Sunday, 13 September 2015

Deep fried Courgette Flowers

I know that it's getting a bit late and deep fried courgette flowers are normally a summer harvest but we have suddenly got a new flush of courgette flowers. So I thought we could have a little lunch time snack with them best to pick newly opened flowers and do give them a rinse under the tap just to wash any insects that are hiding on them.
 Then mix yourself up some batter
125g plan flour
1 egg
pinch of salt
175ml water
place all the ingredients into a bowl and mix them all up until there are no lumps have your sunflower oil in a pan heating up till it gets up to about 180oC.
Test the oil to make sure it's ready to fry dip the flowers into the batter then carefully place them into the oil. fry them for about five minutes turning occasionally until they are lightly brown and crispy place on some kitchen towel to soak up some of the fat and eat while still warm. 
 There are many other alternatives adding spices to the batter or stuffing the flowers with spinach and ricotta cheese. But they are also fantastic just on there own they are a great way of using up all those male flowers. But if love eating courgette flowers then Seeds of Italy sell a variety just for flower production called  courgette Da Fiore which mainly produces male flowers with just a few female flowers. So will keep you in a constant supply of fresh flowers through out the summer months.

Saturday, 12 September 2015

Self Sufficency - Saving seeds for the future.

One of the main aims of being self sufficient is being able to produce as much produce as you can and being able to produce all the resources needed to do that from your own land. So there is a continuous cycle with very little, if no input form the outside world. So to continue the vegetable garden cycle we need to produce as much of our own seeds as possible. This is not as easy as it sounds as there are many problems that you can come across such as cross pollination from similar crops.
So you need to do a bit of careful planning to prevent similar crops flowering at the same time but there are some crops that don't cross with other plants. Such as peas, beans and tomatoes there are couple of good websites that give lots of information that will help you a lot and . Real seeds are a great seed company not only do they only sell open pollinated seeds they are the only seed company that encourages you to save your own seeds. Instead of buying seeds from them every year and they also have some great variety's that you can not buy anywhere else.
In the planning you also have to take into account the fact that some are biennials and some are annuals. So they could take up space in your garden for two years where as the annual variety's grow flower and set seed in the same year. Another alternative is to grow some crops in pots that way you can move them around the garden you can also put them in the greenhouse to protect them at the beginning of the year and help them dry out at the end of the season.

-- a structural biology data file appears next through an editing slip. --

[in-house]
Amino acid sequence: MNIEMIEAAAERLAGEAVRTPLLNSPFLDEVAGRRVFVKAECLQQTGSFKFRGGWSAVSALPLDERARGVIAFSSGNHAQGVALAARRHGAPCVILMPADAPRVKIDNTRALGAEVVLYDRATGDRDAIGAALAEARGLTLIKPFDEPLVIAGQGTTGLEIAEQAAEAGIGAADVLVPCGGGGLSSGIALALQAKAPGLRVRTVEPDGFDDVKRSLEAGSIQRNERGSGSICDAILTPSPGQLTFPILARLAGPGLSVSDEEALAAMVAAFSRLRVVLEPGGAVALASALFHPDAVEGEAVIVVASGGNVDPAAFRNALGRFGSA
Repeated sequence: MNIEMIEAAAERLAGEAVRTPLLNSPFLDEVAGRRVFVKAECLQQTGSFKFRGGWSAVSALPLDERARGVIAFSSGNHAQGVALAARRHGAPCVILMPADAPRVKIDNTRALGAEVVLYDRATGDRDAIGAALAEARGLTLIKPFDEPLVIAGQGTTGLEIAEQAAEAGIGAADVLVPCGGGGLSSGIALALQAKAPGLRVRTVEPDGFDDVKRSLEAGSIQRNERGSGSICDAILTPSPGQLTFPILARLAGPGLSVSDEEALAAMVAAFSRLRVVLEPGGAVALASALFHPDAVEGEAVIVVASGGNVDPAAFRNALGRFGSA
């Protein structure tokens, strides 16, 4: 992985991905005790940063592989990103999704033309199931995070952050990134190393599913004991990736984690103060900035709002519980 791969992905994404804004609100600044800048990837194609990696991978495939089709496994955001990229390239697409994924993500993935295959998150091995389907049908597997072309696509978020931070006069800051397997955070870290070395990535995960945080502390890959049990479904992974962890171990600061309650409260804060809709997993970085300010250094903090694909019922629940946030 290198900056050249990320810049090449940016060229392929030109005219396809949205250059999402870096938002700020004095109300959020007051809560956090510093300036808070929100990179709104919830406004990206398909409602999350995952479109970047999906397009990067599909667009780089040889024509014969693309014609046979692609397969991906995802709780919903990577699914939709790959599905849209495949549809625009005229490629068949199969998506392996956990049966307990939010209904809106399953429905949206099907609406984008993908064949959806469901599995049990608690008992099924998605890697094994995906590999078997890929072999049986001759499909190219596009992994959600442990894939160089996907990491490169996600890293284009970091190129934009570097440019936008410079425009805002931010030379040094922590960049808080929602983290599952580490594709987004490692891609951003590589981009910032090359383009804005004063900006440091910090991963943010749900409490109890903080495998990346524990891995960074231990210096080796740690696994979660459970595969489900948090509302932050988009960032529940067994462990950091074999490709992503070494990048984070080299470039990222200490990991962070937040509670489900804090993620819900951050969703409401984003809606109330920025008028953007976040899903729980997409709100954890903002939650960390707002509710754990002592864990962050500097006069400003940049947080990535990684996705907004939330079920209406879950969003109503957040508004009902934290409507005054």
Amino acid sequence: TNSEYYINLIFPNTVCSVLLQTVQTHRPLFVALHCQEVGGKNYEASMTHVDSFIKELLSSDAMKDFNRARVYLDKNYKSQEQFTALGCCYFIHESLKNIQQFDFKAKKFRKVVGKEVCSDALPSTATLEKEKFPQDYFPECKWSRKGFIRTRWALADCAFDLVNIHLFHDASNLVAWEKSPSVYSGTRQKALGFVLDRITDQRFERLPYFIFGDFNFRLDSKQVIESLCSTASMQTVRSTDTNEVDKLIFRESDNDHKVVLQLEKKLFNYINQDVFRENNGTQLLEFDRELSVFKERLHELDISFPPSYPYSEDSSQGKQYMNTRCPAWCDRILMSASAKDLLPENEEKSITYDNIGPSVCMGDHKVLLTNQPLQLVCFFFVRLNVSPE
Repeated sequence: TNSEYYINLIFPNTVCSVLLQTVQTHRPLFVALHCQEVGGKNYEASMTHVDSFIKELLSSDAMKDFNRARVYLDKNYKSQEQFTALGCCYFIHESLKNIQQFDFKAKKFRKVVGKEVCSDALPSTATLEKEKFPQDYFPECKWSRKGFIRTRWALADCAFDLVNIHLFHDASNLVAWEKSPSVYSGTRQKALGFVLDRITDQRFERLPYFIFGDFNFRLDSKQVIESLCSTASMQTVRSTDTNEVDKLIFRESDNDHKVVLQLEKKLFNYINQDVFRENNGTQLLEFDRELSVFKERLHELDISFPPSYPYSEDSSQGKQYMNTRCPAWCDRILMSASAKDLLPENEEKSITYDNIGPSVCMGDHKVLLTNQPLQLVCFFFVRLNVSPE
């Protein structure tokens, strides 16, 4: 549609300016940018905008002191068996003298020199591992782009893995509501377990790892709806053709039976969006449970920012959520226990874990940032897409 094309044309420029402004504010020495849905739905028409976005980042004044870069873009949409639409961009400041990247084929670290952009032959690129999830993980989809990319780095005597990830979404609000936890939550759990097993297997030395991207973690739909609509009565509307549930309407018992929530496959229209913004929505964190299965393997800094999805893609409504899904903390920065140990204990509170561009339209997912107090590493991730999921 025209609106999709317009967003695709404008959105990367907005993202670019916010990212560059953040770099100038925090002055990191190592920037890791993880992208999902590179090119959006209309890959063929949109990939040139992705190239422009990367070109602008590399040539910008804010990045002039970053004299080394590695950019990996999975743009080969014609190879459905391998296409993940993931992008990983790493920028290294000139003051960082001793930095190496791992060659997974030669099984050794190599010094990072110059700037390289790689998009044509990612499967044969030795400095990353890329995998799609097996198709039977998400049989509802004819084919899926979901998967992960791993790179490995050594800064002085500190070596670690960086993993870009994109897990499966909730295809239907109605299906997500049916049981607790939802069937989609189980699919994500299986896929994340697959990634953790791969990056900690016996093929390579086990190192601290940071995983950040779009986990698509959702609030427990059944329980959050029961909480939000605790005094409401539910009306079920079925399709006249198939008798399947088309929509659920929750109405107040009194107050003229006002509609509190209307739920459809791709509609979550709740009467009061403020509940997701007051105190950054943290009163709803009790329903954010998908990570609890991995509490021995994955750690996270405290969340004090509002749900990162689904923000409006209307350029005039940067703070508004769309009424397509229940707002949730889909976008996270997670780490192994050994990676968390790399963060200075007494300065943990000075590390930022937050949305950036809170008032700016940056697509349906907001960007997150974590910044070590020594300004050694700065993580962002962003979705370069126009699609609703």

I have left lots of plants in the ground this year so I have lots of my own seed to sow next year just one or two plants left to go to seed. Will produce more than enough seed for your own needs and still have lots of seed left to give or swap with your friends.
One point I have not mentioned yet is the fact that you can not save seeds of F1 hybrids, well you can but you will not get the same plant as you grew. This is due to the way they are bred to start with one other point I should make is that F1 Hybrids are not GMO'S which I hear occasionally. They are bread using natural pollination the only different is they are carefully selected and crossed in controlled conditions. This guarantees you get the same shape, size and colour every time and they also tend to harvest at the same time as well which is not what the home gardener really wants. 
Beans and peas are one of the easiest seeds to save they do not cross with other peas and beans so you can grow lots of variety's and get pure seed off them. All you need to do is leave some of the better pods to grow on the plants to mature and dry on the plant.
Dry all your seeds well after harvesting them to make sure they are completely dry then store them in paper bags/envelopes. Making sure you have labelled them with the date of harvest and store them in a dry place and depending on the variety will keep for a couple of years.

The italians know how to grow fresh veg

I have recently just got back from Italy from a nice family break spending the first 4 days in the mountain above Lake Garda. Then we moved south down to Tuscany for the weekend before heading home there where no mobile phones no computers so it was lovely and quiet. As we travelled about the country on thing I noticed was that nearly every house had a vegetable patch of one sort or another.
 Not to mention all the fruit trees growing every where figs, pomegranates, peaches and olives as far as the eye can see. Food plays such an important part in Italian culture especially locally produced food and  you can not get more local than growing your own.
 The size of vegetable plots varied a lot from a few pots of tomatoes on a balcony to great big plots growing a wide range of produce. But all the produce they grow they grow it for the flavour not a watery bland tomato in site just big meaty flavour packed fruit.
 It would be great to see more gardens in the UK like these I am sure it will come in time but I feel that most British folk have fallen out of love with food. It is just something you need to survive and not a pleasure to prepare and eat with the whole family. But unfortunately I feel that the ready meal will remain king for many years to come.